Both protagonists develop coping mechanisms where they regress to near catatonic, paranoid, childlike states.
Both protagonists have terrifying hallucinations of ravenous, unrelenting hands groping and pinning them down, underscoring their loss of control and inability to maintain a sense of autonomy.
And last but not least, the infamous rotting rabbit in Repulsion is resurrected as the wilting salad in Queen of Earth, images rife with symbolism.
Another great part about this film is the cast.
Elizabeth Moss has always been an enormous talent. She seizes the opportunity to flex her acting muscles here, and it’s delightful. She switches from placid and doe-eyed and to snarling and crazed at the drop of a hat, which in and of itself requires great skill, but it’s those moments in between, in which Catherine is overwhelmed with inner turmoil, struggling with countless emotions, where Moss proves she’s a magnificent actress.
The script supports Moss, letting her breathe life into Catherine, while still giving Ginny her due. Katherine Waterston is a great, and her excellent, subtle, restrained acting is no less powerful than Moss’s. She is the perfect counter-weight to Moss, knowing just the right way to amplify the distance and strain between these two women. Her quiet, steely front brings out the nuances in Moss’s agitated performance, and vice versa.
The film also peaks at the dirty underside of close relationships, the neediness, the judgement, the ways close friends sometimes use each other’s weaknesses to feel superior. I appreciated that the story didn’t focus solely on Catherine’s descent, but set her descent in the context of the relationship. By anchoring the narrative in the previous year, and showing how Catherine used to be the “stable” friend who had her life figured out, the script underscores just how fall she has fallen. She lorded it over Ginny, flaunting her then-current boyfriend in Ginny’s face during what was supposed to be a therapeutic girl’s weekend.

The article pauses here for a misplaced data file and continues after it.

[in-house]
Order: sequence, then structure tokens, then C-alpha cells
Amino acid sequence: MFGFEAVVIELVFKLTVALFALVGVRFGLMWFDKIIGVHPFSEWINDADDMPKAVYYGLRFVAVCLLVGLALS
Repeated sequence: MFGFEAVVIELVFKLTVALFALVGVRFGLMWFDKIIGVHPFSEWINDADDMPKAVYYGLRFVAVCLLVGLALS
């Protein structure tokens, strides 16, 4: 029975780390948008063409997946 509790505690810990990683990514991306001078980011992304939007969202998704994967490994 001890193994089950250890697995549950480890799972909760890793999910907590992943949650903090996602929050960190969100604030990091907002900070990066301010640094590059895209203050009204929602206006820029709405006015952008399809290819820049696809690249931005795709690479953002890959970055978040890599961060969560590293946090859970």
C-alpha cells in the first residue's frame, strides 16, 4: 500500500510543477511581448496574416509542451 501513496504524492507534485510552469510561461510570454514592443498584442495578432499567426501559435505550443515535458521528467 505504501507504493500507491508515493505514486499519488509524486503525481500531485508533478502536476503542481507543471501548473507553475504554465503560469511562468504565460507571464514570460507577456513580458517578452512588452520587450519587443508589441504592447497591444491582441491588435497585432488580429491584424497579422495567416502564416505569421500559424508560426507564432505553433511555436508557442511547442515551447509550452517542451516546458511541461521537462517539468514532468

And since we see how Ginny was the “messy” friend a year prior, reeling from yet another failed relationship, the script does not shy away from how much Ginny enjoys being the “calm, put-together, mature” friend in the present. Ginny may genuinely want to help Catherine overcome her problems, but she does relish a certain smug pleasure now that she’s not the mess anymore. We see it in when Ginny keeps inviting Rich over, despite how much is bothers Elizabeth. Ginny may say it’s just a fling, that it’s no big deal, but she knows what she’s doing.
So yeah, this movie is an unflinching, unflattering examination of a toxic, co-dependent relationship full of bitterness, resentment, mistrust, and jealousy. This isn’t outside the realm of possibility, because how many of us have been through this? Been in a relationship where we secretly savored how much the other person felt compelled to listen to us wallow in our misery? Been in a relationship where we judge the other person’s struggle and think, well, at least I’m not like that? And then what happens if the relationship dynamic switches? If the relationship ends?
That is a scary idea. No one wants to acknowledge that they aren’t the selfless friend they fancied themselves. It’s a powerful thought and an important concept. It should be contemplated.
But as far as the horror element, I never felt scared, not really. There was one shocking part, and Moss gives plenty of creepy, but I wasn’t on the edge of my seat. I was enraptured by the interpersonal drama unfurling on the screen. But what the film achieved with moody lighting and claustrophobic shots was undermined by action that was too removed and pacing that was too languid. I kept waiting for all of the elements to coalesce into something truly horrific, but the climax, while dramatic and unnerving, felt more sad than terrifying. I was not brought into the drama, nor was I forced to experience what Catherine and Ginny felt. Their desperation was not my desperation and their fears were not my fears.
Thus, I’d have to say that I don’t really consider this a horror movie, not even psychological horror. It’s only dressed up like that.
Sorry, everyone who thought this was the next Black Swan. Queen of Earth was entertaining and provocative, just not horror. All the same, I highly recommend it.